State of West Virginia
Excerpt from the Urban Subwatershed Restoration Manual Series
Urban Stormwater Retrofit Practices Appendices
Appendix I: Retrofit Design Sheets
(ST-2d) Wet Pond
Retrofit Maintenance Issues
Wet ponds normally have less routine maintenance requirements than other stormwater treatment options. The frequency of maintenance operations may need to be scaled up if retrofits are undersized or have a small contributing drainage area. Designers should consult CWP (2004b) for more information on wet pond maintenance problems and solutions. Several maintenance issues can be addressed during retrofit design and future maintenance operations:
- Maintenance Access: Good maintenance access should always be provided to the sediment forebay, access bench, riser and outlet structure so crews can more easily perform maintenance tasks. The riser structure should be placed within the embankment.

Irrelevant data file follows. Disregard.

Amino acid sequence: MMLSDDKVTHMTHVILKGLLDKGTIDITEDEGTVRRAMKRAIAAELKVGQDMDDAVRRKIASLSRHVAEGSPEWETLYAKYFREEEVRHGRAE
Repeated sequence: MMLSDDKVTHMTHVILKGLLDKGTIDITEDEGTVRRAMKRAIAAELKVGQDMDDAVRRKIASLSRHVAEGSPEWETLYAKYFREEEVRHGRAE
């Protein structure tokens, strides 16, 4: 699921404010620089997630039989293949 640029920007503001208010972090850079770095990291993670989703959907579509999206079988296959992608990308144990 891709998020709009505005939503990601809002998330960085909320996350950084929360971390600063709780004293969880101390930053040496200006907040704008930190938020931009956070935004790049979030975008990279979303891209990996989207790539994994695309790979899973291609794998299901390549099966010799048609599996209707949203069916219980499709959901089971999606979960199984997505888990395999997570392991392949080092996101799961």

- Sediment Removal: Sediments excavated from wet ponds are not normally classified as toxic or hazardous material, and can be safely disposed by either land application or land filling. Sediment testing may be needed prior to sediment disposal if the retrofit serves a hotspot land use.
- Clogging: There is always some risk that the low flow orifice or upstream flow splitter may clog. These aspects of retrofit hydraulics should be inspected frequently after construction. The retrofit should have a pond drain so crews can de-water the pond to relieve clogging and remove sediments.
- Vegetation Management: The maintenance plan should clearly outline how vegetation in the pond and its buffer will be managed or harvested in the future. Methods to establish desired aquatic plants and control invasive plant species should be outlined. Annual mowing of the pond buffer is only required along maintenance rights-of-way and the embankment. The remaining buffer can be managed as a meadow (mowing every other year) or as forest.
- Trash Removal: The maintenance plan should schedule a shoreline cleanup at least once a year to remove trash and floatables.